The Passage shares many aspects of The Judas Syndrome , for example; main character development prior to its explanation of how the end comes, and its use of multiple characters. The end having come from a plague rather than a nuclear holocaust allowed the planet to better sustain survivors in The Passage, offering an easier “afterlife” than the demoralized planet The Judas Syndrome left its surviving population.
That being said, both surviving communities were forced to push back attacking parties, in The Passage it was the infected humans bent on sucking the blood from their human counterparts, whereas in The Judas Syndrome those that survived were left to fight one another for what remaining resources there was left.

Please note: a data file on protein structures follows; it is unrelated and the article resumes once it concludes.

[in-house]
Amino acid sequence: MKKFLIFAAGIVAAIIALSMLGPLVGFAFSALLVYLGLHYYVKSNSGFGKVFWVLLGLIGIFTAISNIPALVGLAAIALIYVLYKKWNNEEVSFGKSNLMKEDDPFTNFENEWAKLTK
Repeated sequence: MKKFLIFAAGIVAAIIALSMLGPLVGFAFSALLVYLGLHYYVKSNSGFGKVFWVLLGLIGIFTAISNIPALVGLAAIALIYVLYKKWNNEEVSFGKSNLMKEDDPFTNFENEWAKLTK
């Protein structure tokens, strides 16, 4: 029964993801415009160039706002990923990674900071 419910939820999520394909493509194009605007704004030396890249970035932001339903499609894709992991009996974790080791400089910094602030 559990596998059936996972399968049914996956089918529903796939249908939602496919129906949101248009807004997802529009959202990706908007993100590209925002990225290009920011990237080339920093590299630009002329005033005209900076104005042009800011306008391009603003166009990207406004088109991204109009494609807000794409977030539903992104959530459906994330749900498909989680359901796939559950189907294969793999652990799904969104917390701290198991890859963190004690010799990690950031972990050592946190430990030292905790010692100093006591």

Both books offer up the intense anxiety survivors would experience after an Apocalypse of some design occurred, but the anxiety The Judas Syndrome creates is immediate whereas The Passage jumps ahead 100 years after the virals have already decimated the population. This broke up the anxiety (and the story) for me, and left me feeling like one book had ended while another was starting. Not a bad thing, but an interruption into a world I was just getting comfortable with.
All the same, The Passage was a good read with interesting characters, telling a story of survival and sorrow. If you enjoyed The Passage, then you will enjoy The Judas Syndrome also. If you enjoyed The Passage, then you will enjoy The Judas Syndrome